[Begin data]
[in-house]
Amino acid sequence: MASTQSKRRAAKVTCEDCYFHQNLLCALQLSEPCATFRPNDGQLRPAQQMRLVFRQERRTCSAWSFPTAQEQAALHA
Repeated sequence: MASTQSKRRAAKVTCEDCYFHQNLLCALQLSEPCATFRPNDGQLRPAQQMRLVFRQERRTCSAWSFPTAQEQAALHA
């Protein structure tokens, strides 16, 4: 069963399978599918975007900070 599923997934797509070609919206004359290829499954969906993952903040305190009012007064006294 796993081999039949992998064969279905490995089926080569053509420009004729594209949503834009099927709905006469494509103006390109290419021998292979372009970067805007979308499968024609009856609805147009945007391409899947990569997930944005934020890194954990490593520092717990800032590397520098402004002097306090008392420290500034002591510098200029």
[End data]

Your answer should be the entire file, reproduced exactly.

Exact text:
[in-house]
Amino acid sequence: MASTQSKRRAAKVTCEDCYFHQNLLCALQLSEPCATFRPNDGQLRPAQQMRLVFRQERRTCSAWSFPTAQEQAALHA
Repeated sequence: MASTQSKRRAAKVTCEDCYFHQNLLCALQLSEPCATFRPNDGQLRPAQQMRLVFRQERRTCSAWSFPTAQEQAALHA
């Protein structure tokens, strides 16, 4: 069963399978599918975007900070 599923997934797509070609919206004359290829499954969906993952903040305190009012007064006294 796993081999039949992998064969279905490995089926080569053509420009004729594209949503834009099927709905006469494509103006390109290419021998292979372009970067805007979308499968024609009856609805147009945007391409899947990569997930944005934020890194954990490593520092717990800032590397520098402004002097306090008392420290500034002591510098200029």